Stick It

Slide’s Blues

Slide’s Blues is a new album of Slide Hampton compositions and arrangements for octet from drummer Charles Ruggiero and baritone saxophonist/composer/arranger Frank Basile.  Click here for the backstory of how this project came about.

These arrangements are spectacular. Not played in at least 50 years, the charts sound fresh and progressive. It’s as if Basile opened a long-forgotten bottle of fine wine when he transcribed Slide’s octet music. I hope there are a few more bottles from this vintage left to open!

The overall sound and feel of the recording is especially pleasing. The music jumps off the record when it needs to and it’s lush and warm when it needs to be. I love the earthy rawness of the drums and cymbals; the sound and punch of the ensemble; and how solos are captured and placed in the mix—-someone in the control booth knows what a smaller jazz ensemble from this era is supposed to sound like.

Aside from being smart, joyous, and exciting, the music is accessible. I can’t say X or Y is a favorite track because I like each tune for very different reasons.  The selections that really knocked me out though were the four parts of The Cloister Dance Suite. It was a bold statement for Ruggiero and Basile to end the album with this suite. It’s a whole different gear of Slide’s genius. Speaking of Slide…he’s a guest soloist on a couple of cuts, which adds extra magic to this session.

The pianoless octet really had their work cut out for them and I bet they loved every moment of it. This music is full of interesting left turns, harmonies, voicings, ensemble passages, and big shifts in dynamics.  To make all this work, the band had to be stocked with players who were not only killer soloists but also phenomenal section players. This band nailed it.

Slide’s Blues is that rare album that is compelling enough to play from beginning to end…over and over.

Get Slide’s Blues.

The Band

Nick Marchione, Bruce Harris – Trumpets

Robert Edwards, James Burton III – Trombones

Sam Dillon – Tenor Saxophone/Clarinet

Frank Basile – Baritone Saxophone/Bass Clarinet

Mike Karn – Bass

Charles Ruggiero – Drums

Special Guest Slide Hampton – Trombone

Tonight on Dateline: Did Kenny Clarke’s Ride Cymbal Really Kill Swing Music? Shocking New Information About This Non-Event!

 

The Crime Scene

Over the last few weeks, I’ve noticed variations of this conspiracy theory floating around some swing music/dance-related blogs, social media posts and websites:

“The sound that put an end to swing music: Kenny Clarke

Kenny Clark was considered to be the first “bop” drummer. His claim to fame was taking the beat from the hi-hat and snare drum to the ride cymbal thus taking away from the drums’ role as a time keeping instrument.”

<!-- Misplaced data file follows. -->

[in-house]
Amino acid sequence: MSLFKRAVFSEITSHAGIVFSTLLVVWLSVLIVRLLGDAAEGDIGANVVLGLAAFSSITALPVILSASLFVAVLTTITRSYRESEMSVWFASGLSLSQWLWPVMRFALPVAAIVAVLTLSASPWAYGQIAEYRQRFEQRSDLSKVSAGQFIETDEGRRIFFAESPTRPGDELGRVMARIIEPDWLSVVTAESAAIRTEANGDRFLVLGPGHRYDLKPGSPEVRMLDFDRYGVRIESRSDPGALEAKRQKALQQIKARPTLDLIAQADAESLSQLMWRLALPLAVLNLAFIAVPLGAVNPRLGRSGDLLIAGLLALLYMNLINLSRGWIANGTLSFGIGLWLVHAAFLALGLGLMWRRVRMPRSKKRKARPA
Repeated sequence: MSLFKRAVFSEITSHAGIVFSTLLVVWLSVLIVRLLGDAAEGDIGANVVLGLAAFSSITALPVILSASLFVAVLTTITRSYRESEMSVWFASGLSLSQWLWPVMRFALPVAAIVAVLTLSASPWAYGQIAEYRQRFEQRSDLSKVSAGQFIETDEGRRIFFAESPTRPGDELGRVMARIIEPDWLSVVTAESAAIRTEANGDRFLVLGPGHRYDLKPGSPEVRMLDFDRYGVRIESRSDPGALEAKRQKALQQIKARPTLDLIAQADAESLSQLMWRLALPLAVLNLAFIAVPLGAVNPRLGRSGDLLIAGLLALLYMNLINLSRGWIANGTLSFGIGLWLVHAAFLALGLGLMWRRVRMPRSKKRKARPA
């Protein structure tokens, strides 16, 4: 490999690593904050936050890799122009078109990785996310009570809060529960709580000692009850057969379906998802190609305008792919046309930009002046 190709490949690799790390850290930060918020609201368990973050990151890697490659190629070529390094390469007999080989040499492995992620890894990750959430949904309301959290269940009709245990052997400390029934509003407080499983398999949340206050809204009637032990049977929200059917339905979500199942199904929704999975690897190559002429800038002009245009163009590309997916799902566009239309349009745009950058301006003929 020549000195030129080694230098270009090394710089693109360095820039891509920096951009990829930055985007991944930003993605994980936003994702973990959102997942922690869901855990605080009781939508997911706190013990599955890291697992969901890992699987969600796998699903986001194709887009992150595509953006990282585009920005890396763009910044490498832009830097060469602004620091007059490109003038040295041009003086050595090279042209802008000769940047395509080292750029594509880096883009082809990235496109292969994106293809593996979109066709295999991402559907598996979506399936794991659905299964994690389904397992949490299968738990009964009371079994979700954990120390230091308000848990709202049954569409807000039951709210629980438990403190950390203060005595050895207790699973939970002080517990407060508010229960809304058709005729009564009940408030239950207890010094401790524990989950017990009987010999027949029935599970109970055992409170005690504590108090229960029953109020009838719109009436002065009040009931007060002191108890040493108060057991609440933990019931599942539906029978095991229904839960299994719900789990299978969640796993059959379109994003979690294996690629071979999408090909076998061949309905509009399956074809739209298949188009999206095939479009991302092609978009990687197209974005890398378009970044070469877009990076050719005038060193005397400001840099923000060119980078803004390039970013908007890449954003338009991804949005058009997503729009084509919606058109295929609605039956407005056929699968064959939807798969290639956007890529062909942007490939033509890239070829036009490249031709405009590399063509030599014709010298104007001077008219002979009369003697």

The originator of this nonsense relies on conflating two things to create something entirely new. In this case, it’s mixing a perceived change in Swing music causing its “end” with a specific musical innovation.

Cue the Historic Montage

The pulse of Swing Era bands came from their timekeepers, the bassist, drummer (via the bass drum, snare drum and hi-hat), guitarist and pianist. Previously, instruments such as tubas, bass drums, snare drums, choked cymbals, primitive forms of the hi-hat (a.k.a. sock cymbals or low boy) pianos, and banjos provided that pulse.

The use of the snare drum to keep time was a hold-over technique from an earlier period in Jazz. Over time, fewer drummers relied on snare drums rolls to keep the beat and went to the bass drum/snare drum/hi-hat combination to lay down time.

As the music, taste and equipment evolved, drummers began incorporating cymbals to keep time, drive the band, set up ensemble passages and catch shout chorus hits. Drummers continued to reinforce the work of their rhythm section mates by playing a steady stream of quarter notes on the bass drum.

Cymbals, They Were A Changin’

“Avedis quickly came to know all the professional drummers of the day. He became very friendly with Ray Bauduc, who played with Bob Crosby. He also knew Chick Webb and Jo Jones. But it was probably Gene Krupa with whom he had the closest working relationship. “Oftentimes when Gene would visit the (Zildjian) plant, he’d pick out his cymbals and then we’d all go out on Dad’s boat, the Mahal,” recalled Armand. “Gene had many great ideas about playing cymbals, such as using them as the timekeeper on the kit in place of the snare drum.”     Source

Evidence

Did big band drummers vary the classic ding ding-da ding time keeping pattern? Yes.

To hear what bands really sounded like, I enjoy listening to live recordings versus ones captured in the studio. Put on some good headphones and listen to the 1938 recording of the Goodman band at Carnegie Hall. Krupa doesn’t stick with the classic swing pattern during the opening number, Don’t Be That Way. The excitement Krupa generates is because he’s distributing the timekeeping duties among the hi-hat, cymbals, snare drum and laying down a steady four on the floor with the bass drum. He’s teasing out and responding to what’s happening musically around him. This recording is a good example of how early on drummers were venturing past their assumed role as primary timekeeper.  OMG! Gene Krupa must have killed Swing music!